Global Projections of Intense Tropical Cyclone Activity for the Late 21st Century from Dynamical Downscaling of CMIP5/RCP4.5 Scenarios

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Thursday, 8 January 2015: 9:00 AM
122BC (Phoenix Convention Center - West and North Buildings)
Thomas R. Knutson, NOAA/GFDL, Princeton, NJ; and J. J. Sirutis, M. Zhao, R. E. Tuleya, M. A. Bender, and G. Villarini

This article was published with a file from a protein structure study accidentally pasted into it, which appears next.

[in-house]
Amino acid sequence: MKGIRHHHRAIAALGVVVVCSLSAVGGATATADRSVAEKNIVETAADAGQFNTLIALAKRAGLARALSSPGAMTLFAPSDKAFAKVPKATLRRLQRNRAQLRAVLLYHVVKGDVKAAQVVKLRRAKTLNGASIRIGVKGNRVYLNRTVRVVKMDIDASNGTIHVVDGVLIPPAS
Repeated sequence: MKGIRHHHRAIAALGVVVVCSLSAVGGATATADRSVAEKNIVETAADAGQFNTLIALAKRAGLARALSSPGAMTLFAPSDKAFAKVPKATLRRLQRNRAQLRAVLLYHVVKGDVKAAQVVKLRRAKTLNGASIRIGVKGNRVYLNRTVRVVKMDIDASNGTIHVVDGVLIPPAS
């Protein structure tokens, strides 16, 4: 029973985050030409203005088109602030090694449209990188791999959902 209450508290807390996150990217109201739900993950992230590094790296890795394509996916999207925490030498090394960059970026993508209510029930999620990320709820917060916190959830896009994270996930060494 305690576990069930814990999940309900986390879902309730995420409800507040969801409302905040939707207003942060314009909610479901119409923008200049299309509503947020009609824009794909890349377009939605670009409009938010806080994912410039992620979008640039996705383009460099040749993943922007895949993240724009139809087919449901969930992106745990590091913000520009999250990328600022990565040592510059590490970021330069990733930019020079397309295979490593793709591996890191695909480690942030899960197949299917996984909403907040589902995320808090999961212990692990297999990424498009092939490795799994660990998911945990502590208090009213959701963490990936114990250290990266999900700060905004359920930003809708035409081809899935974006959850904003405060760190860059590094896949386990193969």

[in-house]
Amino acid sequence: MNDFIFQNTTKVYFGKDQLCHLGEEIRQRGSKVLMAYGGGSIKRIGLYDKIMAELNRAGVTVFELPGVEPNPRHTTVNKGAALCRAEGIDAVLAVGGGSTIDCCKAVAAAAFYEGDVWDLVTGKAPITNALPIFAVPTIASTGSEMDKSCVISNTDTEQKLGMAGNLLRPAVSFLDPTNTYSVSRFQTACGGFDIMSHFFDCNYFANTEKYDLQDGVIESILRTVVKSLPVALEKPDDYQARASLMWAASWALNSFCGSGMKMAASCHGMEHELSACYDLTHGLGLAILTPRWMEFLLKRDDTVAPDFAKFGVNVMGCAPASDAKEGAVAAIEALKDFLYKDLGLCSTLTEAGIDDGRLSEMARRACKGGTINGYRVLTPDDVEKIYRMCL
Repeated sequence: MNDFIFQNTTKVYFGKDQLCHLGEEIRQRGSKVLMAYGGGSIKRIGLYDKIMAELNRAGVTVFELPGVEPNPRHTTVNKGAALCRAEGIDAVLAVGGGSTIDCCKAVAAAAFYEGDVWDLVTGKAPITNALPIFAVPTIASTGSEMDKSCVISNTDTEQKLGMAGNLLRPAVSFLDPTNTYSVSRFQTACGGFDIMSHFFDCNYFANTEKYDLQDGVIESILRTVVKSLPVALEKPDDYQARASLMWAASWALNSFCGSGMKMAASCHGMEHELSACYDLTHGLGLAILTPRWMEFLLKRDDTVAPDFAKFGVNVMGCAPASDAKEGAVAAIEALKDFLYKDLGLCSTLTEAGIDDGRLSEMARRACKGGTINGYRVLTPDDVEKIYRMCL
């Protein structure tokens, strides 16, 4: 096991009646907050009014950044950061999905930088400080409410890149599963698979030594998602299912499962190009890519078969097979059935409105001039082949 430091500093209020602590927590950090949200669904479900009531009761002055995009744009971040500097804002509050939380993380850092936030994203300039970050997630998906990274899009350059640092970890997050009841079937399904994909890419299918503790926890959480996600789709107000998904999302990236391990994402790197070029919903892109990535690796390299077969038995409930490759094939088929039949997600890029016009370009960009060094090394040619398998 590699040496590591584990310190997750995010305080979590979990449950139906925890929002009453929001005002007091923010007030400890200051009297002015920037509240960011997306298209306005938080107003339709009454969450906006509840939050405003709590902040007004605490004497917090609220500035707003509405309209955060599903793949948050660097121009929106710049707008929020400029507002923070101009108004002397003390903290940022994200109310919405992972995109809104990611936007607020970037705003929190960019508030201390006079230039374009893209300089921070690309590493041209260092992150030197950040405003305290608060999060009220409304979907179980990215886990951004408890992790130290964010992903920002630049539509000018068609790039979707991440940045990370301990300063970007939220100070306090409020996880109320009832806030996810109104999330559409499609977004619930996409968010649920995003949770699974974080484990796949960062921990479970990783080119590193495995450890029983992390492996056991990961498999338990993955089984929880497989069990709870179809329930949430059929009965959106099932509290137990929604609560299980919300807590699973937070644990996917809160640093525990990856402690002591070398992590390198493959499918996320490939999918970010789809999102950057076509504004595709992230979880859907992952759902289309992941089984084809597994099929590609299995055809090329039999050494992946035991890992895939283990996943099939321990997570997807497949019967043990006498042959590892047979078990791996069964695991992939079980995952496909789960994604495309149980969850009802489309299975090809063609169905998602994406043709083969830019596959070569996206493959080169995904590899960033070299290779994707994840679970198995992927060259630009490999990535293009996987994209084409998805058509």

Global projections of intense tropical cyclone activity are derived from the GFDL HiRAM (50 km grid) atmospheric model and the GFDL hurricane model using a two-stage downscaling procedure. First, tropical cyclone genesis is simulated globally using the 50 km grid atmospheric model. Then each of these storms is downscaled into the GFDL hurricane model, which has horizontal grid-spacing near the storm of 6 km, and includes interactive ocean coupling (i.e., ‘cold wake' generation). Simulations are done for observed SSTs (1980-2008); for a “control run” with repeating seasonal cycle; and for a late 21st century projection using an altered seasonal cycle of SSTs according to a CMIP5/RCP4.5 multi-model ensemble. In general agreement with most previous studies, the climate change projections with this framework indicate fewer tropical cyclones globally in a warmer late-21st-century climate, but also indicate an increase in their average intensity, precipitation rates, and in the number and occurrence-days of very intense category 4-5 storms. While these changes are apparent in the globally averaged tropical cyclone statistics, they are not necessarily present in each individual basin.